DETROIT (AP) — A judge expressed doubt Tuesday about the legality of a sudden ban on the open display of guns near Michigan polling places on Election Day.

Judge Christopher Murray heard arguments on a challenge to a rule announced on Oct. 16 by Secretary of State Jocelyn Benson, a Democrat, who has banned people from openly carrying guns within 100 feet of polling places on Nov. 3.

Gun rights groups argued that Benson failed to go through a formal rule-making process as required under state law. Murray seemed to agree.

“They could have done this months ago,” he said to a state attorney defending Benson.

“This is the kind of thing where public input is required,” Murray said. “There’s already a state law that prohibits voter intimidation. If anyone feels intimidated by someone brandishing or carrying an open weapon, there’s already statutory authority to take care of that problem.”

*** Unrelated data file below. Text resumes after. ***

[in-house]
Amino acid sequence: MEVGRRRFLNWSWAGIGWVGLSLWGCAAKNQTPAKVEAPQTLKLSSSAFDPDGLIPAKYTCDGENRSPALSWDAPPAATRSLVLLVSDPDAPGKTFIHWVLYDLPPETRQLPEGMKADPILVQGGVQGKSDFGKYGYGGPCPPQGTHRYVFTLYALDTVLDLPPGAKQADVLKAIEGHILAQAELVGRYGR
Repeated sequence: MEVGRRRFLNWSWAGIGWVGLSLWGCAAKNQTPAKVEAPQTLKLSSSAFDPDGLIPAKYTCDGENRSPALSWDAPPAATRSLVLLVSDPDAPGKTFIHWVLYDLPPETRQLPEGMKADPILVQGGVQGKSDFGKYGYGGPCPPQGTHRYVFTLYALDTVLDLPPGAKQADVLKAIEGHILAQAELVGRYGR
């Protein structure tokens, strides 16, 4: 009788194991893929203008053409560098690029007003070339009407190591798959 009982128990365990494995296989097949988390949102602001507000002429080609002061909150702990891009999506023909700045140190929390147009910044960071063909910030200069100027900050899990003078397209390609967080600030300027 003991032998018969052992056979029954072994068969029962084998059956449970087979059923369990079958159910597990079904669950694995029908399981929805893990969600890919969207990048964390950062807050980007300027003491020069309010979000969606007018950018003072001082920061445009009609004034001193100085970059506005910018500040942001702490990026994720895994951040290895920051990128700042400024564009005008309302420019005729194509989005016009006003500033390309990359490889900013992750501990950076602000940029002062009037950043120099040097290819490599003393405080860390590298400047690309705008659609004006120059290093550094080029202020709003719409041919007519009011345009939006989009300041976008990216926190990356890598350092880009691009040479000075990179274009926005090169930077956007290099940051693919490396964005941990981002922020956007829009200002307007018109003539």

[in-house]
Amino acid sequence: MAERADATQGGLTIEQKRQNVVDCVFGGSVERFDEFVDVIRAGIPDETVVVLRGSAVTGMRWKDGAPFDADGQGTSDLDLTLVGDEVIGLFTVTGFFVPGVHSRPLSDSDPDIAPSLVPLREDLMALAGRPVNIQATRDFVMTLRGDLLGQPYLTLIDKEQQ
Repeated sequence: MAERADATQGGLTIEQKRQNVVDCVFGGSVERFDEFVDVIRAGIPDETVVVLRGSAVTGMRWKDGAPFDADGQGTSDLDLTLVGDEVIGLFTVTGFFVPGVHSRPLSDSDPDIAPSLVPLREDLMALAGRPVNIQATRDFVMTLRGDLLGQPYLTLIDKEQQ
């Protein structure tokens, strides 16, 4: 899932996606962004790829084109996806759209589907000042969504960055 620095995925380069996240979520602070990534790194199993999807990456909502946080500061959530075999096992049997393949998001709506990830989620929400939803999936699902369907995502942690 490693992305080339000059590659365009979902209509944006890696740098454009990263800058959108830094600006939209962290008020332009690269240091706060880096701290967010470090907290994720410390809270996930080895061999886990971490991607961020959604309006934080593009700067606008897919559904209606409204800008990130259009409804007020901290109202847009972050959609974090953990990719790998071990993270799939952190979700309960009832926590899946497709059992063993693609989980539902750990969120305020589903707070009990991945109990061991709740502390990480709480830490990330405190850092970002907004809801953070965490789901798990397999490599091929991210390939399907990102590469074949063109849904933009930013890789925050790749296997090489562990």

But Assistant Attorney General Heather Meingast said lawmakers have given secretaries of state discretion to set certain election rules. She said Benson acted after authorities recently busted up an alleged plot to kidnap Gov. Gretchen Whitmer.

Armed critics upset with Whitmer’s orders about controlling the coronavirus have rallied at the Capitol.

“There are dozens — we’ve had numerous complaints,” Meingast said. “There are voters who are afraid. There are election workers who are afraid to go to work on Election Day.”

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